City Council Considers Options for Stopped Trains

On Monday evening, the Lawrenceburg City Council held a special work session to discuss various topics.  One of the main topics of the night was about the ongoing problem with trains blocking multiple roads through the city for long periods of time.  City Clerk, Robbie Hume, explained that there is currently an ordinance in place to limit stopped trains on the crossings, but the ordinance is currently out of date compared to state and possibly federal regulations.

“Essentially, under the new state regulations, the railroad cannot block the intersections on any of the city streets for a period of more than 5 minutes at any time unless such stopping or standing is from circumstances beyond the control of the railroad,” Robbie said.  He went on by saying that the current ordinance is for 15 minutes.

However, even with an updated ordinance, the city could not require anything from the railroad if the train is moving, no matter how slowly.  City attorney, Robert Myles explained, “We are very limited what we can and cannot do in regards to the railroad.”  However, he did indicate that it is legal currently under state law for the city to fine the railroad for excessively long stops.

There were concerns amongst the council about how the railroad would react if they were to start enforcing a stronger ordinance.  Since the ordinance could only apply to stopped trains, they feared possible backlash from the railroad where they would slow the trains down further.

But, council member Vaughn made a strong argument to continue looking into this problem.  He talked of a situation from the past where he was stuck on one side of a crossing with a stopped train blocking the road.  He got a call from police officers needing backup, but he couldn’t get passed the train in time, despite the call originating from a store just a 100 yards away.  Although in the end, he wasn’t needed, but the possibility of the problem still exists.  He also gave various other examples of dangerous situations that the stopped trains cause.

He then proposed to strike up a conversation with the state department of transportation to continue looking for ideas on how to address the problem.  The council and mayor then decided to send the discussion back to the public safety committee.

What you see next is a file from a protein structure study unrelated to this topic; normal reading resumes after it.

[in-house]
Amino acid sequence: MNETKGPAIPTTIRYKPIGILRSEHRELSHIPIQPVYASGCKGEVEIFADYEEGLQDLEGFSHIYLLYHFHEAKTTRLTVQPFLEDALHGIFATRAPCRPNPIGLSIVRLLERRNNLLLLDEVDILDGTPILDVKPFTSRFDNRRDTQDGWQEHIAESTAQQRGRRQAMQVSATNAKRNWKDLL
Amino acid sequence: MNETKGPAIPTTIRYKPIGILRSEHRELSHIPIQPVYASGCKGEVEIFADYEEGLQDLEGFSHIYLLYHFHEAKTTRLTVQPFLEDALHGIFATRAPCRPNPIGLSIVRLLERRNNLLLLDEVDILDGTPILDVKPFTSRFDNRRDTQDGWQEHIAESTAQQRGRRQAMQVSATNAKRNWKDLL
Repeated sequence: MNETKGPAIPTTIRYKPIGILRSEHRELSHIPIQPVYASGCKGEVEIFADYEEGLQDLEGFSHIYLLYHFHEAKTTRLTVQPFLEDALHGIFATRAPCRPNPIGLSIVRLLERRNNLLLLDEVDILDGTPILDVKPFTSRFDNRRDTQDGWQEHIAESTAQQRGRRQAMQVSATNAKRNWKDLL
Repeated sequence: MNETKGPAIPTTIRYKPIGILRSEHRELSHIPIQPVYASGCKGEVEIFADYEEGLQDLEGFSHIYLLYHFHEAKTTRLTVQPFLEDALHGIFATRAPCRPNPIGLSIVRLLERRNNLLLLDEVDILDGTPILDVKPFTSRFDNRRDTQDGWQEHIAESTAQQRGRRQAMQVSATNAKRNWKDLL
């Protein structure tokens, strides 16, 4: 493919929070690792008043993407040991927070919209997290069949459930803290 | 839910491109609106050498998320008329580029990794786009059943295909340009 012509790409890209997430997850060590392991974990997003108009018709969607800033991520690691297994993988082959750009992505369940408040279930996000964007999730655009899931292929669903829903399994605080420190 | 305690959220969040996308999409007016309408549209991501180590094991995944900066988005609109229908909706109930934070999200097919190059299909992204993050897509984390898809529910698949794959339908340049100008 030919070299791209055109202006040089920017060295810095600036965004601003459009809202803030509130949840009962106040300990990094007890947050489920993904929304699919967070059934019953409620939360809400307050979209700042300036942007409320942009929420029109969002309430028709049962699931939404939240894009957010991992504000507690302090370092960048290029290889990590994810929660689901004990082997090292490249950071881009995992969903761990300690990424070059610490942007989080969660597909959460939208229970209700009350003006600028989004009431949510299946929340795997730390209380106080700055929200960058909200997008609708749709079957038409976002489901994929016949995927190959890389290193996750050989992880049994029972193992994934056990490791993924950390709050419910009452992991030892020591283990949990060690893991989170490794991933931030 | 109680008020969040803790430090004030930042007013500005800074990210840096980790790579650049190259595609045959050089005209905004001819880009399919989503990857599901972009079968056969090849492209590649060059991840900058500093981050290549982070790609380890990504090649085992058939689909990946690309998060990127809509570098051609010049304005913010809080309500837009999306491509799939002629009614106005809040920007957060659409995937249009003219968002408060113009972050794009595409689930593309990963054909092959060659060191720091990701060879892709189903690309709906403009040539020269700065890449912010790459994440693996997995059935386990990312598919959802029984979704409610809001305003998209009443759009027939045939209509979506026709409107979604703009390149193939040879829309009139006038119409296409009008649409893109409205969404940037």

The work session also covered a new proposed structure for the city occupational/business license structure.  According to city clerk, Robbie Hume, the current business license is based on the type of business and is considerably complex.  He also noted a number of complaints from business owners about its unfairness.

After the last time the city attempted to change the business license system to a percentage of revenue from businesses five years ago, which failed to pass, Robbie decided to see how they could come up with a better plan.  When helping the county with changing their license system from the county clerk’s office to the sheriff’s office, the city learned of the more streamlined system of the county which is based on the number of employees.

During this time, Robbie has worked on creating a similar plan to restructure the city license system.  It would be based off of a tiered structure on the number of employees that a particular business has.  He also talked about a possible idea of working with the county to create a combined business license system so one license would cover both.  He said that he will continue to work on the plan, which would focus on fee rates that would bring the same amount of revenue as the current license system, and possibly present the council with an official ordinance at a later time.

The work session also included a presentation from Gregory Copley from the University of Kentucky’s Center for Applied Energy Research.  The presentation was about an energy audit that was taken earlier for all of the city’s facilities.  Two plans were given to the council to look at which would help save the city energy costs.  The council decided to look through the proposals before making any decisions.

Finally, there were discussions about various issues with snow removal.  Mayor Goodlett said that the city workers were very appreciative of the size of the new trucks that the city bought after they lost their trucks last year due to a fire at the city maintenance building.  With smaller trucks, more employees could drive the trucks as they don’t need a CDL.  The snow blades are also smaller, making a better fit for city streets.  Mayor Goodlett said that the city is better prepared.

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Posted in Business & Government.

One Comment

  1. Our small community has the same train issues as you! Trains are stopping on the track crossing 15-30 minutes! Many are crawling across. Ordinance does not seem to be a help! I will be watching to see your actions!

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